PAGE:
Slender Mountain Mint

Photo of slender mountain mint flowers
Safety Concerns
Scientific Name
Pycnanthemum tenuifolium
Lamiaceae (mints)

A much-branched perennial with smooth, square stems. Flowers in dense, half-round heads, minute, white or sometimes very light lavender with purple spots, with long, nearly linear bracts below the heads and very short bracts subtending the flowers. Upper lip not lobed; lower lip with 3 distinct lobes. Blooms June–September. Leaves many, opposite, linear, almost needlelike, commonly about 1½–2 inches long and not more than ¼ inch wide. All parts of the plant have a strong mint scent; some say it smells like sage.

Similar species: There are 6 species of mountain mints (genus Pycnanthemum) recorded in Missouri. Hairy mountain mint (P. pilosum) is quite hairy and its leaves are wider, with hair on the underside. It occurs in the same habitat. Common mountain mint (P. virginianum) has hairs on the stem angles and has leaves that are more than ¼ inch wide. It is more common in moist or wet areas.


Height: to 3 feet.

Where To Find
image of Slender Mountain Mint distribution map


Despite its name, this plant usually occurs in dry, open rocky woods, dry prairies and fields, along roadsides, streamsides, and in open, wet thickets.

This species makes an interesting addition to the herb garden and can be used for seasoning food. It can be used for other landscaping uses, too, though it can be an aggressive grower. Native Americans used the plant medicinally and for baiting mink traps.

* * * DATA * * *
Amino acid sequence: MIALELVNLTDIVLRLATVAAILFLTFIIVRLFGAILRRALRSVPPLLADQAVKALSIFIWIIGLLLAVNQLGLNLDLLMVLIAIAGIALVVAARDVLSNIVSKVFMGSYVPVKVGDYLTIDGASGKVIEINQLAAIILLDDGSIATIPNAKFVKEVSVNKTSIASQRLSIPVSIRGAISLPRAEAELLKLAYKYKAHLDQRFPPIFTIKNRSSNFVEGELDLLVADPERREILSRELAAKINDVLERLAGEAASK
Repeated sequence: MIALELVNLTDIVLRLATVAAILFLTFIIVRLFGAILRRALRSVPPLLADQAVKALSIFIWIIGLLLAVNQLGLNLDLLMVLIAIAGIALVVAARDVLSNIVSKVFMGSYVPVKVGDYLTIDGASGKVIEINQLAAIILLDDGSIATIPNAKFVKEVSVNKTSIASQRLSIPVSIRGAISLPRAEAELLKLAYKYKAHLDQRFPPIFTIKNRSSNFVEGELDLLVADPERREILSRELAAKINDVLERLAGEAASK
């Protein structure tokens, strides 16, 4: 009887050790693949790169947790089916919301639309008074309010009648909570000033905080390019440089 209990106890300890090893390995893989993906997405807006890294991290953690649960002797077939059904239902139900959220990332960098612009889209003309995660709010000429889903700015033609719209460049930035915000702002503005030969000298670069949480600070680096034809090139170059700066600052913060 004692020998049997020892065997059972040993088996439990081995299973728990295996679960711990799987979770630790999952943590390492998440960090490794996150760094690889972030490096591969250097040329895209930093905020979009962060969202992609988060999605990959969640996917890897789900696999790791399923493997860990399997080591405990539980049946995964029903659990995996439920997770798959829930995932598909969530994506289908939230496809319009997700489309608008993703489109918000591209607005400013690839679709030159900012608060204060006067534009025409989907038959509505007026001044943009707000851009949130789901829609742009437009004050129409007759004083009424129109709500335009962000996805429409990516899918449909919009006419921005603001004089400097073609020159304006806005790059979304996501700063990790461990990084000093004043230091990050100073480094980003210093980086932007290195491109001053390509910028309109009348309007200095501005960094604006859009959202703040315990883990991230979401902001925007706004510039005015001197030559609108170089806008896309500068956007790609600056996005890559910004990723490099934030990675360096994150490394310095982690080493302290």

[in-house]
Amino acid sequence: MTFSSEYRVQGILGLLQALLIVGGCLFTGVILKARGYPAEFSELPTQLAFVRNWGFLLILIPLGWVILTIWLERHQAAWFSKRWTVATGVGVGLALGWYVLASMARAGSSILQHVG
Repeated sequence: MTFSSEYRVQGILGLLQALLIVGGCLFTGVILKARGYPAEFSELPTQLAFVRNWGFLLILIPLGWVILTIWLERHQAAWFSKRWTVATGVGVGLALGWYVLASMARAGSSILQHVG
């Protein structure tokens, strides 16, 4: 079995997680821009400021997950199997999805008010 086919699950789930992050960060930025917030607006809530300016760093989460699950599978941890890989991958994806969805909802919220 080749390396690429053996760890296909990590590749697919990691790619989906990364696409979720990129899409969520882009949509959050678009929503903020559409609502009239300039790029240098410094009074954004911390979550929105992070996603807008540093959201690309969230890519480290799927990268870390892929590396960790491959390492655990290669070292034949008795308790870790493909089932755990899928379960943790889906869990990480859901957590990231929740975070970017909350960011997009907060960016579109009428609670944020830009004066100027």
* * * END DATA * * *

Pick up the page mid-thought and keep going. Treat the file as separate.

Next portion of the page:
A long list of insects are attracted to the flowers: bees, wasps, flies, butterflies, skippers, beetles, and bugs. Oddly, the minty taste that makes the plant attractive to humans is a turnoff to herbivorous mammals, which generally leave this plant alone.

Media Gallery
Similar Species

Where to See Species

This 40-acre native prairie remnant is owned by the Missouri Prairie Foundation and is jointly managed with the Conservation Department.
This 655-acre native prairie was purchased from Vaughn Lumpee in 1987. Mr. Lumpee ran a cattle operation on this area and he had a great fondness for the cowboy lifestyle.
About Wildflowers, Grasses and Other Nonwoody Plants in Missouri
A very simple way of thinking about the green world is to divide the vascular plants into two groups: woody and nonwoody (or herbaceous). But this is an artificial division; many plant families include some species that are woody and some that are not. The diversity of nonwoody vascular plants is staggering! Think of all the ferns, grasses, sedges, lilies, peas, sunflowers, nightshades, milkweeds, mustards, mints, and mallows — weeds and wildflowers — and many more!